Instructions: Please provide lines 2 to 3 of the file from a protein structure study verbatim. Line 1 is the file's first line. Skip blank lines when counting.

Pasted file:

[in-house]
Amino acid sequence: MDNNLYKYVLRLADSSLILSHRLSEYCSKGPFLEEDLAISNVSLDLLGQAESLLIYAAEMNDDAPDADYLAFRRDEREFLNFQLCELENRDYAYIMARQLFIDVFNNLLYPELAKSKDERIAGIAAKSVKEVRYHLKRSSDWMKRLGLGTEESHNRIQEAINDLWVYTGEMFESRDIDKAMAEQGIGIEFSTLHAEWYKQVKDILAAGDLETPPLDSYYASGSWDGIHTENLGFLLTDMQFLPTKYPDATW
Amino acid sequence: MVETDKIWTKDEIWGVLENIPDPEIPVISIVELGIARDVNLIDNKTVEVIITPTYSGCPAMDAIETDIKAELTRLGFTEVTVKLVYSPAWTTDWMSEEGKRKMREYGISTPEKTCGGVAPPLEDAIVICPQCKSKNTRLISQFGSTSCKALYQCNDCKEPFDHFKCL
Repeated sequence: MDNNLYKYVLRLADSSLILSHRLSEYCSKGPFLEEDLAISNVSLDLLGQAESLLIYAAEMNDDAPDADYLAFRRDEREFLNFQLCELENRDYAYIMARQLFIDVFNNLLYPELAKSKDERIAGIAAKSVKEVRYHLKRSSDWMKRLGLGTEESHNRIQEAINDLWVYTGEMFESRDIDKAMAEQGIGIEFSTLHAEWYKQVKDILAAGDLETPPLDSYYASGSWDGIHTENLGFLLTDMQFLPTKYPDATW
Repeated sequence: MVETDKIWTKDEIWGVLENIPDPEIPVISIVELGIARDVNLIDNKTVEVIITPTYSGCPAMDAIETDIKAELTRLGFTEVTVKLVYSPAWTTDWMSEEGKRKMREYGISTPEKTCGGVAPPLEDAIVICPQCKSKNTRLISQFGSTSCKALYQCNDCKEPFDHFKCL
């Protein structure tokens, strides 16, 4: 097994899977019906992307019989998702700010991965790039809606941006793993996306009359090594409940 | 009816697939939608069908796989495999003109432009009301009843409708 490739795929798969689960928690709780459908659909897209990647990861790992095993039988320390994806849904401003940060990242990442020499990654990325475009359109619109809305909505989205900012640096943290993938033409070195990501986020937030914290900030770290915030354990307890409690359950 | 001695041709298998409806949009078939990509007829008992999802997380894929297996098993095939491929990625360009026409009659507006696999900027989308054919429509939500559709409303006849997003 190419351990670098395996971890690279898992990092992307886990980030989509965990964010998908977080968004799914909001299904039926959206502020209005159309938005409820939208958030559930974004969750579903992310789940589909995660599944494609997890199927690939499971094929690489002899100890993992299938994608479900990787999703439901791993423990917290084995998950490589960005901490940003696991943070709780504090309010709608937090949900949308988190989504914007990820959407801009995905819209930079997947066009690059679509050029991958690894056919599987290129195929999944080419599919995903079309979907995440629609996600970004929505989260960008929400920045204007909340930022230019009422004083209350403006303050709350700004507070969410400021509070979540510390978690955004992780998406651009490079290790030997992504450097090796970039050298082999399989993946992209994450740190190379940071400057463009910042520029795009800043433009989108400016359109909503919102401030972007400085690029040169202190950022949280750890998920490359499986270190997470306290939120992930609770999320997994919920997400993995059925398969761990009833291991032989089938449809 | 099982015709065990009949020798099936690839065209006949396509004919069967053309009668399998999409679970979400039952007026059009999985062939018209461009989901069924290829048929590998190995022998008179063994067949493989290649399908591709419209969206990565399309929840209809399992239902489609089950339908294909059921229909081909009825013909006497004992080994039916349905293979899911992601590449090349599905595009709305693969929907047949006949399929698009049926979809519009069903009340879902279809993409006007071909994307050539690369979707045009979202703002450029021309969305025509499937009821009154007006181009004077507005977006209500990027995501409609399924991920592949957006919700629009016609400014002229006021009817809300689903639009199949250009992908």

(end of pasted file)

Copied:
Amino acid sequence: MDNNLYKYVLRLADSSLILSHRLSEYCSKGPFLEEDLAISNVSLDLLGQAESLLIYAAEMNDDAPDADYLAFRRDEREFLNFQLCELENRDYAYIMARQLFIDVFNNLLYPELAKSKDERIAGIAAKSVKEVRYHLKRSSDWMKRLGLGTEESHNRIQEAINDLWVYTGEMFESRDIDKAMAEQGIGIEFSTLHAEWYKQVKDILAAGDLETPPLDSYYASGSWDGIHTENLGFLLTDMQFLPTKYPDATW
Amino acid sequence: MVETDKIWTKDEIWGVLENIPDPEIPVISIVELGIARDVNLIDNKTVEVIITPTYSGCPAMDAIETDIKAELTRLGFTEVTVKLVYSPAWTTDWMSEEGKRKMREYGISTPEKTCGGVAPPLEDAIVICPQCKSKNTRLISQFGSTSCKALYQCNDCKEPFDHFKCL